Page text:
Designers and installers of flat roofing solutions are often told what they ‘should’ know about products and standards. In this ongoing series, Rob Firman of Polyfoam XPS looks at different aspects of flat roofing design and construction and helps to demystify them. This month he looks at correction factors applied to U-value calculations for inverted flat roofs.
How can moisture affect inverted roof performance?
Calculation of the thermal transmittance (U-value) of an inverted flat roof accounts for the effect of moisture through two corrections. The first is any change to the insulation’s thermal conductivity due to moisture absorption; the second is the cooling effect of rainwater running over the waterproofing layer.
Obtaining design thermal conductivity by moisture correction
The thermal conductivity of an insulation material in a U-value calculation should reflect the conditions in which the product will be used. In an inverted roof, the thermal insulation is positioned above the waterproofing layer, exposing it to moisture.
Moisture is an effective conductor of heat, so moisture absorption can worsen the thermal conductivity of an insulation material. Different insulation materials demonstrate different moisture absorption characteristics, which is why it’s important to select a suitable insulation material where the effect is minimised.
ETAG 031 describes the procedure for correcting the insulation’s thermal conductivity for use in U-value calculations. Declared thermal conductivity is multiplied by a moisture conversion factor to give a design thermal conductivity.
In last month’s issue of Total Contractor we covered BS 6229:2018, and section 184.108.40.206 of that standard says: “Calculations of the thermal transmittance of specific roof constructions should be carried out … using design thermal conductivity (including moisture conversion factor Fm).”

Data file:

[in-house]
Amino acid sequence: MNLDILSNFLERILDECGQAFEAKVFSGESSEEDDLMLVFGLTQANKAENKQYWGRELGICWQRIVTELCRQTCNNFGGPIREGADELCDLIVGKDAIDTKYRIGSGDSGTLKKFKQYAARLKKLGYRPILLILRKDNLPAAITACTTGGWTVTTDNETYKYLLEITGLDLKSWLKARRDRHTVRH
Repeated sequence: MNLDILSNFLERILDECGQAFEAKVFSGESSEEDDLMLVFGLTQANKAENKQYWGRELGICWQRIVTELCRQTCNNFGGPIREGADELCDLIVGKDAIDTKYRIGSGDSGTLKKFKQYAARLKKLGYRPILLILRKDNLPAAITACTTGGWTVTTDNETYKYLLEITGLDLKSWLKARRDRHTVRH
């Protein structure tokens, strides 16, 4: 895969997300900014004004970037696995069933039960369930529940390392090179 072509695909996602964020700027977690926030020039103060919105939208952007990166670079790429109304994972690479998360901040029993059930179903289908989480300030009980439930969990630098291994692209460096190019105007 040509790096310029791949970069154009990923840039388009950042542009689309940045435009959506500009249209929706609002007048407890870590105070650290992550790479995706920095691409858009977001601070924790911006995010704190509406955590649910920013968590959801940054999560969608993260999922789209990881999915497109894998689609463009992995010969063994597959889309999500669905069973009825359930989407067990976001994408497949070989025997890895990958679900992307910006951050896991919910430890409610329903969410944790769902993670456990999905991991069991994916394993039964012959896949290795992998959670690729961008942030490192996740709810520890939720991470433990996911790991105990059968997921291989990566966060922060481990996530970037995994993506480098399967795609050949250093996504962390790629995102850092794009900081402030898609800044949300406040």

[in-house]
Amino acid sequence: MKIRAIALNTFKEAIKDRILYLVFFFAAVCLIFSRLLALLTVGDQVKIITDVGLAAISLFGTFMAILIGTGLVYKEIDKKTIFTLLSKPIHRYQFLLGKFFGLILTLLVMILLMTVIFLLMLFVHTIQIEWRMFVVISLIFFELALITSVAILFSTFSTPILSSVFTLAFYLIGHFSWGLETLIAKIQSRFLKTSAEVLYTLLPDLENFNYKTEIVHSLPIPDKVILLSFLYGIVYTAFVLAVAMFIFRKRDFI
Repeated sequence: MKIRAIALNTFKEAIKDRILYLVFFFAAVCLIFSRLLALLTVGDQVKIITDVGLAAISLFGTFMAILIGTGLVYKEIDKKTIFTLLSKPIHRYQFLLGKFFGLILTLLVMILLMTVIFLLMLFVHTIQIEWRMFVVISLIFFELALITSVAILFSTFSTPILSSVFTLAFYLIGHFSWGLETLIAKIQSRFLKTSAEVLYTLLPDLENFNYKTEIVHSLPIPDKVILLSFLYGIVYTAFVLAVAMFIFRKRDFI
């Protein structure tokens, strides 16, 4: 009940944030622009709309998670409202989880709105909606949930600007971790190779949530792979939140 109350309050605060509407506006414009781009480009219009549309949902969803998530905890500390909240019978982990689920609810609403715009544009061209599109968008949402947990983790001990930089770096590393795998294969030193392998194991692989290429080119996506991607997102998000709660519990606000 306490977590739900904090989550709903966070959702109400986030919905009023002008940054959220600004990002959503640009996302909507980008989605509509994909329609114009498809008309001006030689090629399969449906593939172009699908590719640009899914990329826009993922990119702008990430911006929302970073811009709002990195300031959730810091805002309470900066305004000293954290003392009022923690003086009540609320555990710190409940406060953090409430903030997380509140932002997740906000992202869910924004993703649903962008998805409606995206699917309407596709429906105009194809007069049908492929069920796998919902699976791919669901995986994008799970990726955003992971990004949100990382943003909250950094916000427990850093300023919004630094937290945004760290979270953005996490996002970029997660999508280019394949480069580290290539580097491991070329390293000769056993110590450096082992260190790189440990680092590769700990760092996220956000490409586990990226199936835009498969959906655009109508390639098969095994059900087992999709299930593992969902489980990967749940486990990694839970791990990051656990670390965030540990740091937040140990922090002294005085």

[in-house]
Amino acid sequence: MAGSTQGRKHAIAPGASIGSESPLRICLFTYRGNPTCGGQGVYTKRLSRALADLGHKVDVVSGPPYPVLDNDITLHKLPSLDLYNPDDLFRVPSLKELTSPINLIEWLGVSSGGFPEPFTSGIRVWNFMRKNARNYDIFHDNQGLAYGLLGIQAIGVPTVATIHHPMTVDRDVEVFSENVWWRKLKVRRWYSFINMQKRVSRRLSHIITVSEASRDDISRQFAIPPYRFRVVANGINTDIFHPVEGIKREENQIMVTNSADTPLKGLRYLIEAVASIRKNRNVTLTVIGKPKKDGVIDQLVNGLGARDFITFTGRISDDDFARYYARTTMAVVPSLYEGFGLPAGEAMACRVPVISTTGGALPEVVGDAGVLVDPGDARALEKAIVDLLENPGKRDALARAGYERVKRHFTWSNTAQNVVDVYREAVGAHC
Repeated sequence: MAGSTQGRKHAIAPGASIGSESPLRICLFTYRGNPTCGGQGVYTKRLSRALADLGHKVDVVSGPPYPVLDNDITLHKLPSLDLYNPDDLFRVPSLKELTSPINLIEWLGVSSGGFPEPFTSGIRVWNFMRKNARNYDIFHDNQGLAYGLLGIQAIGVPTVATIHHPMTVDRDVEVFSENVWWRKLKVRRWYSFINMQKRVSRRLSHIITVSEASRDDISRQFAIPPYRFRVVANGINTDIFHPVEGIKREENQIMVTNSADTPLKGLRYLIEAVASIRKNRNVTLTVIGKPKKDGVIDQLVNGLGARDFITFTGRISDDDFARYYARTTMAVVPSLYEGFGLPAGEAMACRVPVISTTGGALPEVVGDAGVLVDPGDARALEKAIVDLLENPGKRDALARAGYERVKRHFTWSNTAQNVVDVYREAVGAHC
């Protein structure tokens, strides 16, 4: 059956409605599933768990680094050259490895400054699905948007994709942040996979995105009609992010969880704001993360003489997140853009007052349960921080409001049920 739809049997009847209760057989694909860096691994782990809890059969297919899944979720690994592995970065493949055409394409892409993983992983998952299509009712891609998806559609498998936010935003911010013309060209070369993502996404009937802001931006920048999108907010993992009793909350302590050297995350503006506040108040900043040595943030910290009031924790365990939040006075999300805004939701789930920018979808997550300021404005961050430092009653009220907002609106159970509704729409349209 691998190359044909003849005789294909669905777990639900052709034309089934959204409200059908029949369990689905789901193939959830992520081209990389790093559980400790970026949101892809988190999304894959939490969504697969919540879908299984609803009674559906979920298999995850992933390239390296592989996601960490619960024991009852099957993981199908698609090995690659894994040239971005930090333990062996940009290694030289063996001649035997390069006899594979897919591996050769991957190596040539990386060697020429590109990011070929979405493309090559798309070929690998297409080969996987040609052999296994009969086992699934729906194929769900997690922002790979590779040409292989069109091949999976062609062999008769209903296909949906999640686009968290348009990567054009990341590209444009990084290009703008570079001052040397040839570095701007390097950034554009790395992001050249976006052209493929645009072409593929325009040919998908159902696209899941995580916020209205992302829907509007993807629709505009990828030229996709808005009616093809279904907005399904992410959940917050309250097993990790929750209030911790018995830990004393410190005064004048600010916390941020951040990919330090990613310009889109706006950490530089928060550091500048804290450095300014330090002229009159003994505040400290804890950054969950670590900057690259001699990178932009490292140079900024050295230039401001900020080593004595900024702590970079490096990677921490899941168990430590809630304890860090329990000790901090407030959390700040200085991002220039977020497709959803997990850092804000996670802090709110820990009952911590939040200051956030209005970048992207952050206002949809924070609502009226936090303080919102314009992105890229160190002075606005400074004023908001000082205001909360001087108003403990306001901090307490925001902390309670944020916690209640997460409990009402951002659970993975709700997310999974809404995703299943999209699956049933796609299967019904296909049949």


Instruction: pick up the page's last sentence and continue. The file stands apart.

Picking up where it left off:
The factor is derived from an insulation’s moisture conversion coefficient, and a calculation value for moisture content based on the average tested value for long-term water absorption by diffusion and freeze thaw.
What information is needed to calculate a rainwater cooling correction?
BS EN ISO 6946:2017 describes the combined method for calculating U-values. Annex F gives a correction procedure for inverted roofs “due to rainwater flowing between the insulation and the waterproofing membrane.” The rainwater absorbs heat energy from the structure and increases the rate of heat loss from the roof.
This correction is completely separate to the moisture conversion factor described above. That is applied to the thermal insulation separately, whereas rainwater cooling is calculated as a correction to the U-value for the roof build-up as a whole.
Calculating the rainwater cooling correction requires three values:
• p (measured in mm/day) is the average rate of rainfall during the heating season. It is based on location-specific data and varies significantly across the UK. Both BS EN ISO 6946 and BBA Information No.4 explain where this data can be derived from.
• f is a drainage factor. It expresses the percentage of the rainfall (p) that reaches the waterproofing membrane.
• x (measured in W.day/m2.K.mm) is the factor for increased heat loss. It is a standard value of 0.040 W.day/m2.K.mm, as given in BE EN ISO 6946.
Rainwater cooling is a fundamental part of the combined method for calculating U-values. The overall U-value correction and its subsequent impact on insulation thickness is strongly dependent on the three values listed above.
Inverted roof systems typically feature a water flow reducing layer (WFRL), which is tested to establish the value for f that can be included in U-value calculations. See the May 2021 issue of Total Contractor to read our summary of WFRLs.
For both moisture conversion factors and rainwater cooling corrections, inverted roof system manufacturers obtain third party assessment and certification to provide reliable information about their impact on system performance.
Contact Polyfoam XPS about inverted roof U-value calculations.